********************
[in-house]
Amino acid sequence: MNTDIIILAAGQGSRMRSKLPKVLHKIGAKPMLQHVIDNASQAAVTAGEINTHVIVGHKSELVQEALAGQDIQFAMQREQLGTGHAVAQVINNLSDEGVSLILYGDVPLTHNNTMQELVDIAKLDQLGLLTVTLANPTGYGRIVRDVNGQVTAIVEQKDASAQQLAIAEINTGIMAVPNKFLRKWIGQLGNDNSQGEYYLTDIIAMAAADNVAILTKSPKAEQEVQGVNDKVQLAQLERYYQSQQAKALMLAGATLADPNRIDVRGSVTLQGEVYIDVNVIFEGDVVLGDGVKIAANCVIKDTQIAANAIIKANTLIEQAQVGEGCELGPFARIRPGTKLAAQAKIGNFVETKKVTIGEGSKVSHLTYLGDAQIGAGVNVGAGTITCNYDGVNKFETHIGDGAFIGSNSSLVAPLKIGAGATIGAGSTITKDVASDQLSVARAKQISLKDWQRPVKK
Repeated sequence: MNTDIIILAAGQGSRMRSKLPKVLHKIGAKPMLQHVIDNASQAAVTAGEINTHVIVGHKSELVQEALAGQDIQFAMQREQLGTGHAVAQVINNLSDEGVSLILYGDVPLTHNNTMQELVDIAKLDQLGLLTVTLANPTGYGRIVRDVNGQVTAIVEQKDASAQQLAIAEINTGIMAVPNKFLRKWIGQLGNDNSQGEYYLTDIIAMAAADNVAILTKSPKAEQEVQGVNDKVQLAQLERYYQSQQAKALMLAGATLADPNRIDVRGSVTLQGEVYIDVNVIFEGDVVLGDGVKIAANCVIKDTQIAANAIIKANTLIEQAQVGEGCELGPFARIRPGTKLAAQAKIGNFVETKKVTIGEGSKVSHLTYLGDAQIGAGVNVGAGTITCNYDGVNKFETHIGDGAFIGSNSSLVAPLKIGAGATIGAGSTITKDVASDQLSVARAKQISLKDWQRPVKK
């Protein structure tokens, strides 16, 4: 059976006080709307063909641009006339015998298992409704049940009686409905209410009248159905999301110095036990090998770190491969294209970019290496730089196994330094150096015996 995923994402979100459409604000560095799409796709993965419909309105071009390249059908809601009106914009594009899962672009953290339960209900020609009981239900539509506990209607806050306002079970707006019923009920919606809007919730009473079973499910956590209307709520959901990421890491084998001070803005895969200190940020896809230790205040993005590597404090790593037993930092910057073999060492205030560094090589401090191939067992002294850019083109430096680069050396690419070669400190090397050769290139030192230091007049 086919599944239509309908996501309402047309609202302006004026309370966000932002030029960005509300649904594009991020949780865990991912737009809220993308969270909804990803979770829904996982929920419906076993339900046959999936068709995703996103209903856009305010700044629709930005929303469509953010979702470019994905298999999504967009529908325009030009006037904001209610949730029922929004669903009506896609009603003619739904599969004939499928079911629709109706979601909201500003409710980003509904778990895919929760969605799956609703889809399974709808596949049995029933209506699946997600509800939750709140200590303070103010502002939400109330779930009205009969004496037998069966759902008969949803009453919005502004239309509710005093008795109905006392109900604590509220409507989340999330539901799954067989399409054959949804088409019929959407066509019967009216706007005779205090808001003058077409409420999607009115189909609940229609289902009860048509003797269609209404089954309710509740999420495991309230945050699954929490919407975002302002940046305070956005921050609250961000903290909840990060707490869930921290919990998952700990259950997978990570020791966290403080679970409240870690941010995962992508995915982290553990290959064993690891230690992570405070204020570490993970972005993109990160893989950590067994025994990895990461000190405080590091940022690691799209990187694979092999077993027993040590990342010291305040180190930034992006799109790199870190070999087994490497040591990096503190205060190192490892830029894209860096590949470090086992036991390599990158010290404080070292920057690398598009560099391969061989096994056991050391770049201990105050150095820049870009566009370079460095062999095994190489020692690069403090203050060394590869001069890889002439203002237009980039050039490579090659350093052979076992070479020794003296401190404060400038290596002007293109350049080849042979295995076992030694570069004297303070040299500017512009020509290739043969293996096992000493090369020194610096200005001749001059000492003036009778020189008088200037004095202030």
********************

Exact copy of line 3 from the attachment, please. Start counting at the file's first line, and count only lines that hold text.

Repeated sequence: MNTDIIILAAGQGSRMRSKLPKVLHKIGAKPMLQHVIDNASQAAVTAGEINTHVIVGHKSELVQEALAGQDIQFAMQREQLGTGHAVAQVINNLSDEGVSLILYGDVPLTHNNTMQELVDIAKLDQLGLLTVTLANPTGYGRIVRDVNGQVTAIVEQKDASAQQLAIAEINTGIMAVPNKFLRKWIGQLGNDNSQGEYYLTDIIAMAAADNVAILTKSPKAEQEVQGVNDKVQLAQLERYYQSQQAKALMLAGATLADPNRIDVRGSVTLQGEVYIDVNVIFEGDVVLGDGVKIAANCVIKDTQIAANAIIKANTLIEQAQVGEGCELGPFARIRPGTKLAAQAKIGNFVETKKVTIGEGSKVSHLTYLGDAQIGAGVNVGAGTITCNYDGVNKFETHIGDGAFIGSNSSLVAPLKIGAGATIGAGSTITKDVASDQLSVARAKQISLKDWQRPVKK